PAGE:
With a network of around 775 Fellows from 96 countries specializing in a diverse array of professional fields, many Atlas Corps Alumni and current Fellows are making inspiring progress with the UN’s Sustainable Development Goals (SDGs). It is time to celebrate the achievements of our amazing network and share advice on how we can all do our part to protect and support each other.
Today we want to talk with our Alumna Patience (Class 33, Nigeria) who is supporting low-income students in the middle-belt region of Nigeria with her organization, Custodians of African Literature (COAL). Considering that only 20% of Nigerians who have completed primary school can read, this initiative is extremely important in improving the overall literacy rate in Nigeria and granting these young children a better quality of life.
Thank you Patience for everything that you do to ensure access to quality education and create a better future. We wish you all the best with this impactful work!
Name: Patience Andrew
Home Country: Nigeria
Current Organization: Custodians of African Literature (COAL)
Role at current organization: Co-Founder & Executive Director
Social Issues that you have worked with: Equality Education, Youth Empowerment
Tell us about your current projects?
I am currently engaged in the COAL Literary School Club project aimed at improving literacy and numeracy skills of children and young adults in public schools in low-income communities of middle-belt Nigeria. In most low-income communities of Nigeria, even after several years in schooling, millions of children still cannot read, write or do basic math because of the poor access to quality education especially for children already disadvantaged by poverty, conflict, gender or disability. I see this as a great injustice to children and young people and a violation of their right to quality education. According to a World Bank report in 2018, only 20% of young Nigerians who have completed primary (or elementary) school can read.
With a network of over 20 volunteers, I designed the COAL Literary school club project and engaged my team by organizing weekly reading and writing sessions with 300 children and young adults at two public schools, namely Government Secondary School Giring and Rot Nonrong, in Jos, Plateau State Nigeria. Our quest is to bridge the education inequity gap through books and positive youth and adult partnership. We introduce fictional books in line with the interests of our beneficiaries to ignite their passion for learning. We also do this by developing libraries so our beneficiaries can have access to diversified books. We are currently in the first phase of the project and through private donations, we’ve been able to develop libraries in the two public schools and equipped each library with 1,000 books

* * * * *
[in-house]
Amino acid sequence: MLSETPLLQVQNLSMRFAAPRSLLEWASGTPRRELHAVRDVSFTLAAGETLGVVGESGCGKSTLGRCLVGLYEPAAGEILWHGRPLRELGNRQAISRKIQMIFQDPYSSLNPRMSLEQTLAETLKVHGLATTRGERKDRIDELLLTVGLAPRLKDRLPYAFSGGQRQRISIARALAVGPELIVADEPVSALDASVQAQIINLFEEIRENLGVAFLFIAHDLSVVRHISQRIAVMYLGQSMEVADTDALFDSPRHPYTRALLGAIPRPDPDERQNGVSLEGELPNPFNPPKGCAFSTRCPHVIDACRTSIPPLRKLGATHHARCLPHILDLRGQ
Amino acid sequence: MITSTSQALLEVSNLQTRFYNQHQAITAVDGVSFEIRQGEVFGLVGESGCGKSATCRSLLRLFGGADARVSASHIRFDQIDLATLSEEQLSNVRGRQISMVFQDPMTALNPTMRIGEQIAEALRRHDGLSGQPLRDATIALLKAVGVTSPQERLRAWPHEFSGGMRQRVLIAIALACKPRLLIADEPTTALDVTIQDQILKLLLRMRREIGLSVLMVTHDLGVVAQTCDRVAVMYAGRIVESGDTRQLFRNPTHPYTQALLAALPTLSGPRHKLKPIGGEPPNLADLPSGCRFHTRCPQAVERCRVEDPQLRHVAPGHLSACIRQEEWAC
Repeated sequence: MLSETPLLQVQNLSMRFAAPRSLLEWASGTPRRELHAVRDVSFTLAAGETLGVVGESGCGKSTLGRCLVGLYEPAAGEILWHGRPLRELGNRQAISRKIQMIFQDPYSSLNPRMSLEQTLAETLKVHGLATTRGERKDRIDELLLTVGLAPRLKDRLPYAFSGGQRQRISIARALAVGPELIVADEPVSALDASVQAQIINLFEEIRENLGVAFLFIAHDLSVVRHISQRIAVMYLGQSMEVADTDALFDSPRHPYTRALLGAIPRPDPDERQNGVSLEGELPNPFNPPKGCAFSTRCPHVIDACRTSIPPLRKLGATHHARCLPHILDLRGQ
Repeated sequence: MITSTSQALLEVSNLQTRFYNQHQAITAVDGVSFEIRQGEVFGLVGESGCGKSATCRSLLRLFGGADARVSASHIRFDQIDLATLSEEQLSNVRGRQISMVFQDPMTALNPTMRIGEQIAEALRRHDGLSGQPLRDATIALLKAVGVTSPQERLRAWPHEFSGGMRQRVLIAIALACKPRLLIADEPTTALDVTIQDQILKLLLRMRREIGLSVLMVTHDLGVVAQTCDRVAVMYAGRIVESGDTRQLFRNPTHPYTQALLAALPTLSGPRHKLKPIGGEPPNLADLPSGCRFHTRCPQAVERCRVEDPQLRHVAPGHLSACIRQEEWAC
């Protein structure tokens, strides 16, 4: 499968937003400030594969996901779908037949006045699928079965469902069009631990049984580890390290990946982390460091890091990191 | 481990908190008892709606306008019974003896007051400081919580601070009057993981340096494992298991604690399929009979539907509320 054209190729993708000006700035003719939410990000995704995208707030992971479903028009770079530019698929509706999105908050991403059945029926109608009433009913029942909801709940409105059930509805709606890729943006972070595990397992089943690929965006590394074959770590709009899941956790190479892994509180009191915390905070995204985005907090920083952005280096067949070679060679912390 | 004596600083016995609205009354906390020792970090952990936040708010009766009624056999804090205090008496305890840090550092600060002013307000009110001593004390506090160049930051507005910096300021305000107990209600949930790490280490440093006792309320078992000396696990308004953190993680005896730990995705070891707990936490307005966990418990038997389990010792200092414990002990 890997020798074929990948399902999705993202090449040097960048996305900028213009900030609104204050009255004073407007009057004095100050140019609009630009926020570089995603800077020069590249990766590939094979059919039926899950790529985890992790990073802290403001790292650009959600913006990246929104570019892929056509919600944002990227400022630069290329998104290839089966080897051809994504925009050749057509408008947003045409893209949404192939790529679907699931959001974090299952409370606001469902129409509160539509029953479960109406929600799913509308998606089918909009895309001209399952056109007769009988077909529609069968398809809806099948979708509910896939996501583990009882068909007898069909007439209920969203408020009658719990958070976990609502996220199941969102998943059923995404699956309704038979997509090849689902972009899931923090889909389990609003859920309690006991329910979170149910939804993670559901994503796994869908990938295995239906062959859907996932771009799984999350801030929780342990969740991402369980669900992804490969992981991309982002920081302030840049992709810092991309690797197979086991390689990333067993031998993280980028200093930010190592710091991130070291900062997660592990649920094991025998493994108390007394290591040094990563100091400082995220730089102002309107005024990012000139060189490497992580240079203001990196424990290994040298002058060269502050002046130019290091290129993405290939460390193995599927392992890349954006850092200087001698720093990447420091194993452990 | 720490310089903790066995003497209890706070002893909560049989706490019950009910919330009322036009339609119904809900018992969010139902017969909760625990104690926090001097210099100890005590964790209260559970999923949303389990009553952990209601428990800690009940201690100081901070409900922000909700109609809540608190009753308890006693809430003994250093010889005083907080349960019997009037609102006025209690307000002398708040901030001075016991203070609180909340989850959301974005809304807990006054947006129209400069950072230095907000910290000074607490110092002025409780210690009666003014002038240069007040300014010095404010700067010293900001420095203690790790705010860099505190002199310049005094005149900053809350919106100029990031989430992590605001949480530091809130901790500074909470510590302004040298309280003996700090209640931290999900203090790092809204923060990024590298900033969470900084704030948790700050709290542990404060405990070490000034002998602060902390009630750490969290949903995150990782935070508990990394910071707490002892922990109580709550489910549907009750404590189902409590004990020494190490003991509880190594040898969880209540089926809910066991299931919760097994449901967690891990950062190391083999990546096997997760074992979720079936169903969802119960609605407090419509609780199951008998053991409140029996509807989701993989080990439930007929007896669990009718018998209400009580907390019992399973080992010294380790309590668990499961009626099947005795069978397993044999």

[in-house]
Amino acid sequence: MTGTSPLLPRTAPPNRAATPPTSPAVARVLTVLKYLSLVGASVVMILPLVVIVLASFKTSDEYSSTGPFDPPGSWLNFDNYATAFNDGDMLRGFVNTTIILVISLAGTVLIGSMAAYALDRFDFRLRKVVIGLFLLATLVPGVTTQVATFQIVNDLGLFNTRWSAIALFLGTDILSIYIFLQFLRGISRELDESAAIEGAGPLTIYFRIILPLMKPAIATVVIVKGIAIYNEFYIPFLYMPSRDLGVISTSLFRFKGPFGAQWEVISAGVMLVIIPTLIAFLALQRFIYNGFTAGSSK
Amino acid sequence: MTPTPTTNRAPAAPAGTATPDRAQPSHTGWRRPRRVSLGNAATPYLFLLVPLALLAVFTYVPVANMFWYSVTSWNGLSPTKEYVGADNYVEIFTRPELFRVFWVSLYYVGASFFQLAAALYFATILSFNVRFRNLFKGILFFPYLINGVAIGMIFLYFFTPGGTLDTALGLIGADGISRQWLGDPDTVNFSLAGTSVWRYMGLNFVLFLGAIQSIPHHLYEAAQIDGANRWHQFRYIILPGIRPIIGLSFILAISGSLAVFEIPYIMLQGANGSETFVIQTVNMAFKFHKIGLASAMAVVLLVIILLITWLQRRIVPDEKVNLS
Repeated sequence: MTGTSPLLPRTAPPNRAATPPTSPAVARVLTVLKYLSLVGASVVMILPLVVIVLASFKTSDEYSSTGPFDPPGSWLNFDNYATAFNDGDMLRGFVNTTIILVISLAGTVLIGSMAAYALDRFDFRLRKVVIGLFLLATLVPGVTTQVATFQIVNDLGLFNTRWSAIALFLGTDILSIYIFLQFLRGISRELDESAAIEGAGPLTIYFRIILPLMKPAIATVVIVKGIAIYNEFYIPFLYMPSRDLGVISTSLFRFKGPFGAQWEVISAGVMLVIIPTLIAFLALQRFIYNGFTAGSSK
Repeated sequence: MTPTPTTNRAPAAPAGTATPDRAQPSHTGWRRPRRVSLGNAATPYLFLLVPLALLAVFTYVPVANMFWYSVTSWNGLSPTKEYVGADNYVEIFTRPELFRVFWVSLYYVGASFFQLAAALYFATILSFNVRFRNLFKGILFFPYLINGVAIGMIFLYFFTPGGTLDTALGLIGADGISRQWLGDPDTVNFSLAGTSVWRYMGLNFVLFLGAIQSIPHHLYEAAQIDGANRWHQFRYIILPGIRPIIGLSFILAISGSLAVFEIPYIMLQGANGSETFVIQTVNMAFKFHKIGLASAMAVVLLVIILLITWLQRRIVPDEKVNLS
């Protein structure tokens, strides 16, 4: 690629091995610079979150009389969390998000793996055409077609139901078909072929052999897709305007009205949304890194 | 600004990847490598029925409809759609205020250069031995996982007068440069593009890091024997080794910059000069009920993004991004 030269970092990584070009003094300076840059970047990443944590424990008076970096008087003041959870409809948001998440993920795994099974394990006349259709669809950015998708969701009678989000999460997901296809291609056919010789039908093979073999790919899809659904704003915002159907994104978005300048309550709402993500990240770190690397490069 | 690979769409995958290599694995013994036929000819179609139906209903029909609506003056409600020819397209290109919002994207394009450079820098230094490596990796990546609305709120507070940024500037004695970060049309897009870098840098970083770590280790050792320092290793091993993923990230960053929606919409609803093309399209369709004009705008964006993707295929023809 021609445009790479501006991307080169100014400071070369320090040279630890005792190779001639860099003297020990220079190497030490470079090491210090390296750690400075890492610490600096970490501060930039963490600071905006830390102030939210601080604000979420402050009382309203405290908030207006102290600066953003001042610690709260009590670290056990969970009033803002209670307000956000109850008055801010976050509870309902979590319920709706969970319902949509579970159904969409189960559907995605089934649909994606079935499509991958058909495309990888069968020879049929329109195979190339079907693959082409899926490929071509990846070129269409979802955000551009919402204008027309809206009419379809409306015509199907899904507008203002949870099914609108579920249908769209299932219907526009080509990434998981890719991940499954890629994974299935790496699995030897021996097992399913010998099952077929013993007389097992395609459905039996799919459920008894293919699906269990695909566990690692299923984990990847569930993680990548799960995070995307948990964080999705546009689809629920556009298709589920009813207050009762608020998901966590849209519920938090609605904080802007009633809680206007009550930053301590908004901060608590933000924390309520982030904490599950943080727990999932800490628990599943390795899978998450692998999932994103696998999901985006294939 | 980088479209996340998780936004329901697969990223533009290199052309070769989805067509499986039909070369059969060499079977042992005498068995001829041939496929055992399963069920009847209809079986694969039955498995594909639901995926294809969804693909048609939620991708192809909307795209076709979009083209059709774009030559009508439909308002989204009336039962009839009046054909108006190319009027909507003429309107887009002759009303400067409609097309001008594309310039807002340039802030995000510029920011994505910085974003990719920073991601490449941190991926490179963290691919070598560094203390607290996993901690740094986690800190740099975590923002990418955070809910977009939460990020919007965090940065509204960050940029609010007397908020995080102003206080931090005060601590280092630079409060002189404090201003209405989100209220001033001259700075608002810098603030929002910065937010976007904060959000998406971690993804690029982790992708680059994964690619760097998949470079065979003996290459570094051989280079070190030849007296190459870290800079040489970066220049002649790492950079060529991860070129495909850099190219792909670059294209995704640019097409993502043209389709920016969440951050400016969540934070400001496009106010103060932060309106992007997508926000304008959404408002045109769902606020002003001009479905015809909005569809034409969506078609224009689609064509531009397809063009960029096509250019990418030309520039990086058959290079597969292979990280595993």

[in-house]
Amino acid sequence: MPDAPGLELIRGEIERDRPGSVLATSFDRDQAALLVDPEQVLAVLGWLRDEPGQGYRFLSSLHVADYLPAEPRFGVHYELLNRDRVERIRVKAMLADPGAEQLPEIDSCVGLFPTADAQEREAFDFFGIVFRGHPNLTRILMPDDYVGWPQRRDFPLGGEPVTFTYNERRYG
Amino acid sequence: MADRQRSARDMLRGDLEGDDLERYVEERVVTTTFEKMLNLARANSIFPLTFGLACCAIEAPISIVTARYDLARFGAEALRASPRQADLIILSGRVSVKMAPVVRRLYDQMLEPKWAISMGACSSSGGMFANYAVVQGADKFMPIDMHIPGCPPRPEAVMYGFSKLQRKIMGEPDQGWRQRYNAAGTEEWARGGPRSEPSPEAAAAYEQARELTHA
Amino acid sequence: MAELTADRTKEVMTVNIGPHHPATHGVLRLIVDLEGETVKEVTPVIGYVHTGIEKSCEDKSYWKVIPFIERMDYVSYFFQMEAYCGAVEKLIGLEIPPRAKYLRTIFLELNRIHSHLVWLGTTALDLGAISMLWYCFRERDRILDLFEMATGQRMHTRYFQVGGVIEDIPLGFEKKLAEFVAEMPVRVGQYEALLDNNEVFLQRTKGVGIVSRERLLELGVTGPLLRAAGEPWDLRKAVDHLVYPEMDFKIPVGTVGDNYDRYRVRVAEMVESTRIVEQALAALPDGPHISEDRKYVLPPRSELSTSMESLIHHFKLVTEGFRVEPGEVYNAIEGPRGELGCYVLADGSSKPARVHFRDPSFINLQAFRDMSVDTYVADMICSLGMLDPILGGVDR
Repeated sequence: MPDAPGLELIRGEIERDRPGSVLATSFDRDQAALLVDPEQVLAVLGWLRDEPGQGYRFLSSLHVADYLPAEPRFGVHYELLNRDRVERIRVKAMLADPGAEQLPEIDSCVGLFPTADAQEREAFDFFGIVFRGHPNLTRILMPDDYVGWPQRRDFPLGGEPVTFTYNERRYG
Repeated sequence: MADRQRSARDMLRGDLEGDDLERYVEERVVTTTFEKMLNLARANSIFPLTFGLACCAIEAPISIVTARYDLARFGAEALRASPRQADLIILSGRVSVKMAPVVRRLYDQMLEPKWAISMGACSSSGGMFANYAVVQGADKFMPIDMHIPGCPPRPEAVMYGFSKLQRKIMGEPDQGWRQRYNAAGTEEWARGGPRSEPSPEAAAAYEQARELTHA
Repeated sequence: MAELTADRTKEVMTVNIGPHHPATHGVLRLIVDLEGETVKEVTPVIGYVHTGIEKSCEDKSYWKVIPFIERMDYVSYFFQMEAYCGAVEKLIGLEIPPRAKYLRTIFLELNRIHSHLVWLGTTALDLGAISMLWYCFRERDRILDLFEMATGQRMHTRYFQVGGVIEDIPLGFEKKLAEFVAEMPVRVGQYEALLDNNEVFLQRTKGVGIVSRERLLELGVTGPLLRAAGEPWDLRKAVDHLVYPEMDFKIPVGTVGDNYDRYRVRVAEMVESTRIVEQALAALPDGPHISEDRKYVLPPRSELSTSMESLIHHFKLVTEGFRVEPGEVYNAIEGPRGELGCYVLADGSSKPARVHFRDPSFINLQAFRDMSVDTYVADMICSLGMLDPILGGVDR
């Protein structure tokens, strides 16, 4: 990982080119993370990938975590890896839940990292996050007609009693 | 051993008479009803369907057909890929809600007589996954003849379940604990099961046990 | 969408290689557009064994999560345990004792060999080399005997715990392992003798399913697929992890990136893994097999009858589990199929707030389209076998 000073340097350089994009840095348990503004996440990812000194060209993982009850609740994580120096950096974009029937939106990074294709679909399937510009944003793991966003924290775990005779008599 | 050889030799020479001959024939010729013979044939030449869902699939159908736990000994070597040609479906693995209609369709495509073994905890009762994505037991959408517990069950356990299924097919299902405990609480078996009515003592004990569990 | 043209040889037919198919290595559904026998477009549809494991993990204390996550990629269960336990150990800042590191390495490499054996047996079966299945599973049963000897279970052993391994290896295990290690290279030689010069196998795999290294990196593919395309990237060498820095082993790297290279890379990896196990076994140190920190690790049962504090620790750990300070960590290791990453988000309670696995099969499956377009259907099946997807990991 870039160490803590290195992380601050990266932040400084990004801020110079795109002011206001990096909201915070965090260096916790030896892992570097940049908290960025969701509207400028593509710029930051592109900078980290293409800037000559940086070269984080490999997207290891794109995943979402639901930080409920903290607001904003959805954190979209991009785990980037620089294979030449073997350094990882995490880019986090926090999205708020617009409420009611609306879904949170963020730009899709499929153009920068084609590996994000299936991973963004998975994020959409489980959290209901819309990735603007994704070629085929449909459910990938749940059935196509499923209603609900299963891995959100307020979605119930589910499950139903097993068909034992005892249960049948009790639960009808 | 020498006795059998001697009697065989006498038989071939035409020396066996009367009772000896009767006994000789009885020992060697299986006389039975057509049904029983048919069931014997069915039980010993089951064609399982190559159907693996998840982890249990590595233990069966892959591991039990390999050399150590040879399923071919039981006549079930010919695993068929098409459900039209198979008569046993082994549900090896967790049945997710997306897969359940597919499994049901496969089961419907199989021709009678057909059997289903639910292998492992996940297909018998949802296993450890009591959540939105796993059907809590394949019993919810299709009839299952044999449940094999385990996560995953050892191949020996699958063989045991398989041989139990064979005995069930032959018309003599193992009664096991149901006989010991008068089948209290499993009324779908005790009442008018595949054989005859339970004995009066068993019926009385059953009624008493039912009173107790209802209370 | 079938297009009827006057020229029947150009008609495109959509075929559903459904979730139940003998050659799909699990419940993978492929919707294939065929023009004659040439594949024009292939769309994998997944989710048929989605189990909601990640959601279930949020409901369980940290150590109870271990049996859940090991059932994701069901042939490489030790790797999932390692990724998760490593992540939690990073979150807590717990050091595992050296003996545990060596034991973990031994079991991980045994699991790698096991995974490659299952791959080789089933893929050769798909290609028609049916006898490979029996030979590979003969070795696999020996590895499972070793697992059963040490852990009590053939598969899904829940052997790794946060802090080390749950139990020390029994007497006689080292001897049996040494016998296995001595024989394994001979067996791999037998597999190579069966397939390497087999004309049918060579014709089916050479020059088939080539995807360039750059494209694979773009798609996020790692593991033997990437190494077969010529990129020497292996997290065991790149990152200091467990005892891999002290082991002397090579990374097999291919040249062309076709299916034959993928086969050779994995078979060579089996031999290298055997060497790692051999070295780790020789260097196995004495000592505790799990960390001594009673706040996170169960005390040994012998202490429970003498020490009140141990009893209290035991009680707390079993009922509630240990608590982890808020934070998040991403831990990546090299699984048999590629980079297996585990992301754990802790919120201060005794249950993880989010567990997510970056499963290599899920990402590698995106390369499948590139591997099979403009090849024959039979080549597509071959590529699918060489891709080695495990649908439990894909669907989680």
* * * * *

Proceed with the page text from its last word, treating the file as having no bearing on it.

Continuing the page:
Why is it important for you to work with these social issues?
I am passionate about education and youth development because these two are relevant to sustainable development in Nigeria. According to the United Nations Children’s Fund (UNICEF), one in every five of the world’s out-of-school children is in Nigeria. About 10.5 million of the country’s children aged 5-14 years are not in school. It was estimated in 2018 that about 70 million Nigerian citizens cannot read and write and lack basic skills for modern living.
This data is detrimental to the social and economic future of my country, and as a child raised by a single mother from a very low-income family, I understand the brunt of poverty and how it influences negative actions among young people. I was however fortunate to proceed to school and earned a college degree becoming the first in my family to achieve a college education. Since leaving college six years ago, I have dedicated my life to social change within the non-profit, media and creative sectors in Nigeria, creating expressive platforms for youth and supporting the access to quality education for children in my community. I am able to do all of these things because I was fortunate enough to receive an education, and I want to create more educational platforms for children and youth in my community to broaden the scope of opportunities that will be available for them in the future.
How has Atlas Corps contributed to your professional/ personal accomplishments?
The Atlas Corps Fellowship played a vital role in my professional quest, it allowed me the opportunity to explore the power of youth voice in the social change sector while working at my host organization. The Fellowship also broadened my global perspective on issues shaping the world, and most importantly, it made me an active contributor to global change and youth development through social change initiatives developed in my line of work.
What message would you like to send to individuals who are thinking of supporting Atlas Corps?
Atlas Corps Fellowship is shaping the world by investing in the best social change leaders from around the world, and the impact of its work is felt by thousands of other people who may not be aware of the Fellowship but are touched by the work of Fellows who return to their home countries to transmit lessons learnt from the U.S in developing their communities.
Atlas Corps Fellows continue to serve in the U.S. and remote, and we reaffirm our commitment to building a network of global leaders, even- and especially- in these times. We need your help to overcome the operational challenges that Atlas Corps faces so we can continue our critical work of training the social change leaders that this world urgently needs. As a special initiative, donations of $100+ will be matched! Will you support our Fellows?